First Pen

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Project by Lakie posted 08-10-2012 02:24 PM 1137 views 0 times favorited 5 comments Add to Favorites Watch

Decided I needed a new hobby, something that I can do at home, Ive always found the idea of working with timber appealing, then stumbled across pen turning and thought its a brilliant fit as I love a good pen.

Went out on a limb, this is literally first time using a lathe, drill press, bandsaw, chisels etc. Previous power tool experience amounts to a cordless drill for the odd jobs around the house and various sanders used for a quick “strip and shellac” restoration in the old family antique business.

Pen is Huon pine, and I didn’t expect to get anything out of it, was thinking it would be a bit of a scrap to learn the machines, so didn’t overly sand or finish it with oil or anything because, quite honestly, I wasn’t expecting to get something that works as a pen out of it. This is actually the second blank, the first one I turned too much and struck brass tube so was more cautious on this and left too much on.

I think I’m hooked….

5 comments so far

View lumberjoe's profile


2899 posts in 2447 days

#1 posted 08-10-2012 02:55 PM

Same with me Lakie! I am totally hooked, and like you have never turned anything. I am finding the learning curve to not be that steep. Every pen I turn comes out at least twice as good as the last. Some tips that really helped me (a lot from here, some from my woodcraft guy who is an avid turner)

1 – use the largest roughing gouge you have. This works for me. I use a 1” roughing gouge. I got a big improvement in that from the 3/4” I was using

2 – Turn down the edges first. Once I get the blank round and down to size a bit, I turn the edges right down to the bushings. In doing it this way, I haven’t exposed any brass

3 – fabric backed sandpaper strips are awesome. I got a pack at harbor frieght for 10$. 150/220/340/400 grits.

4 – Micromesh!!! This starts about 800 grit I think and moves up to 12,000. It’s amazing the difference after each pad. When I am done with the 12,000, it almost looks like I have finish on it.

I am still really new and have only done 4 pens so far, so I’m sure others will help out also. These tips really worked well for me though.


View Ken90712's profile


17594 posts in 3388 days

#2 posted 08-10-2012 04:46 PM

Well done look fwd to seeing more.

-- Ken, "Everyday above ground is a good day!"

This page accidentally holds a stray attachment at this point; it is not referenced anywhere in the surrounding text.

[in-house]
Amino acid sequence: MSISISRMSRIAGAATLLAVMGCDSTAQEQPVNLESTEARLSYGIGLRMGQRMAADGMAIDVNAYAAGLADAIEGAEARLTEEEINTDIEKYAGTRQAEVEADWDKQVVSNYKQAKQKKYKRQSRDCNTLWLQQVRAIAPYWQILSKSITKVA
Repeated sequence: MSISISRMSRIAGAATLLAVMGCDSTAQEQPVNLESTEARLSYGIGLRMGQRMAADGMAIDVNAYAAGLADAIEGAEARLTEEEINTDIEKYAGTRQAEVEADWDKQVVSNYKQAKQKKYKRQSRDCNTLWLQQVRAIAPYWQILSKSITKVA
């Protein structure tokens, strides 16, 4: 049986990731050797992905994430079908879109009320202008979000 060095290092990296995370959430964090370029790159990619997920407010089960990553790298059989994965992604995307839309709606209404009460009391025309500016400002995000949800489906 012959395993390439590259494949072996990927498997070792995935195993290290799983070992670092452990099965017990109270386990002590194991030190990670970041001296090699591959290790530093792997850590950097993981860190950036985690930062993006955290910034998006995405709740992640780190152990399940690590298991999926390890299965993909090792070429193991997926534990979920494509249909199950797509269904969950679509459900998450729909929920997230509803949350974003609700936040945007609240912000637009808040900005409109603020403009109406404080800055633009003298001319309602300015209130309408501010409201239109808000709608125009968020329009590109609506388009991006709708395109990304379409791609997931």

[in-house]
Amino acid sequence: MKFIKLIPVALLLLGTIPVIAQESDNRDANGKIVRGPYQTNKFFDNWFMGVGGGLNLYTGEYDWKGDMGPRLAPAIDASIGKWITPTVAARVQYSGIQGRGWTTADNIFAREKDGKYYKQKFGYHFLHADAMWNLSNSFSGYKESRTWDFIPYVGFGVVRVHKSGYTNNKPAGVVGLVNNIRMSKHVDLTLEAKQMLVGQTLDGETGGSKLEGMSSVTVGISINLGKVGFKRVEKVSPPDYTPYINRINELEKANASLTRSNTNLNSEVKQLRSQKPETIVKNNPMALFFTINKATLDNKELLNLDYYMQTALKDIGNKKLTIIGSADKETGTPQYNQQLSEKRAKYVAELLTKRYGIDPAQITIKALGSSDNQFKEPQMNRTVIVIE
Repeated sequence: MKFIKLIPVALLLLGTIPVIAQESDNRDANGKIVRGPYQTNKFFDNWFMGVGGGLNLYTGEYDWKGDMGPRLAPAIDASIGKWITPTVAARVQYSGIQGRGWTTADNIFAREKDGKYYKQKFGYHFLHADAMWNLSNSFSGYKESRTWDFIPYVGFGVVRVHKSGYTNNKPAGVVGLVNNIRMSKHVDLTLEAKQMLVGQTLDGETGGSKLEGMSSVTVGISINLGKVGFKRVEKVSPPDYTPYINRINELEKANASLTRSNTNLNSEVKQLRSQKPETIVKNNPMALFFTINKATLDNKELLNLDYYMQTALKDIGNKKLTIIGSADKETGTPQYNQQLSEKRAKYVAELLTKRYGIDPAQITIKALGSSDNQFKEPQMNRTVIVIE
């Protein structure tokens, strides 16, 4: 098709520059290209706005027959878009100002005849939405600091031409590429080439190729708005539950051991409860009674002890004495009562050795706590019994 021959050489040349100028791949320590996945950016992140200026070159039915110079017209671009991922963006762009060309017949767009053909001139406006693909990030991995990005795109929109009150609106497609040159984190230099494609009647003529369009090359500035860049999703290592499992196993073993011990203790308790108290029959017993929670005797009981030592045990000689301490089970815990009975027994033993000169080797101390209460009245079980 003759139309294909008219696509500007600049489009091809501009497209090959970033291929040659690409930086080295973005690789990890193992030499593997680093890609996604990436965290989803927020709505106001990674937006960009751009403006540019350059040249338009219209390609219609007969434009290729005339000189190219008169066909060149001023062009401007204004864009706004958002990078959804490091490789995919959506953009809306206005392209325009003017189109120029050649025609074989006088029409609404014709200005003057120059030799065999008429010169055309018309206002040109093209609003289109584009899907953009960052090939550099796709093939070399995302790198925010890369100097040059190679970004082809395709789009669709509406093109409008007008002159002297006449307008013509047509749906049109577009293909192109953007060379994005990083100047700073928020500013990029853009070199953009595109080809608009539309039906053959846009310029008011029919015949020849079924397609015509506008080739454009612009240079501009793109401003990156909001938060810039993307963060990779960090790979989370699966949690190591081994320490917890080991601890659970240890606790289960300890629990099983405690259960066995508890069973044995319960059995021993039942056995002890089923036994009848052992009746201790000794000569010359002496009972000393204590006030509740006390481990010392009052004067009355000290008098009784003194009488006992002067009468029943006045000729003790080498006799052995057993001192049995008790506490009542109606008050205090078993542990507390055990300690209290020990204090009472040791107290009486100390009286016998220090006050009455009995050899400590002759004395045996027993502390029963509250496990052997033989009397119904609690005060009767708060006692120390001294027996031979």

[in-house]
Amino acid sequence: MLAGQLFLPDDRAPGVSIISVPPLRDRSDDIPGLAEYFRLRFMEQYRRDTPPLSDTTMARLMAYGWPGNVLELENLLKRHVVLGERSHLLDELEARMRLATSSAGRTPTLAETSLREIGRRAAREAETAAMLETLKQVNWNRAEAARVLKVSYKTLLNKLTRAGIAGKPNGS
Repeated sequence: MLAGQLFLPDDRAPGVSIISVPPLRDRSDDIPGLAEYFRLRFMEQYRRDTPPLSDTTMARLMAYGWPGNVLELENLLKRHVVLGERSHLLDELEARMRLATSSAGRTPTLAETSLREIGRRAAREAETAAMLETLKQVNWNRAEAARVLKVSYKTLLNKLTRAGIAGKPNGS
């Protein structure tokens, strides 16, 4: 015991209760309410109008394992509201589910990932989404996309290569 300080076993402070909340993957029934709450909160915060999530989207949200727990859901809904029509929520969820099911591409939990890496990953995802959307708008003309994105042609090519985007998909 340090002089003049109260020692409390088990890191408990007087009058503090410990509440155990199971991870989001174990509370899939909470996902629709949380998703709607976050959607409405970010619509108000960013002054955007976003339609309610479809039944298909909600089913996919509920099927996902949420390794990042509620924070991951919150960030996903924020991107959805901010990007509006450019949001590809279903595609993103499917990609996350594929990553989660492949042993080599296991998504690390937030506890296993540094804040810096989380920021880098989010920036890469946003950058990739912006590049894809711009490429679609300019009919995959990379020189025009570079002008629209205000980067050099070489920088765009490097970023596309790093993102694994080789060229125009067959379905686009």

View Hix's profile


161 posts in 3477 days

#3 posted 08-11-2012 01:54 AM

Great pen! Pens are an entire whole turning world on their own. You ought to see my first one. You would have advised me to sell my lathe! Hang on to it and compare it to your 100th pen (next month) and see the difference. What finish did you put on it? Keep putting the photos up there so we can enjoy your progress.

There is no limit to the materials you can use. I just picked up some gator jawbone cast in red acrylic.

My favorite pen turning tool is a 1” skew. You can eliminate a lot of sanding!

-- ---call me---- Mark

View lumberjoe's profile


2899 posts in 2447 days

#4 posted 08-11-2012 02:05 AM

You aren’t kidding about the 100 in a month. I took my lathe out of the box on Sunday and my wife is on her 32nd pen! I practiced with a 1” skew tonight. I have a tough time hogging off material, but once I am round and close to the bushings I can get consistent shavings – and you are right, it looked like I hit it with 340 grit when the lathe stopped


View Lakie's profile


3 posts in 2373 days

#5 posted 08-11-2012 05:54 AM

Yup, the wife already mentioned to me not to forget I have a paying job that needs some of my attention lol

Lumberjoe, thanks for the tips :-)
Hix, no finish on it yet, didn’t even sand it, went into that one just wanting to use the tools and get a feel for them, the fact it came out useable, if not a little bulky, was a bonus! Have to start looking at finishes now I reckon I know how my weekends will be taken up for a while :D

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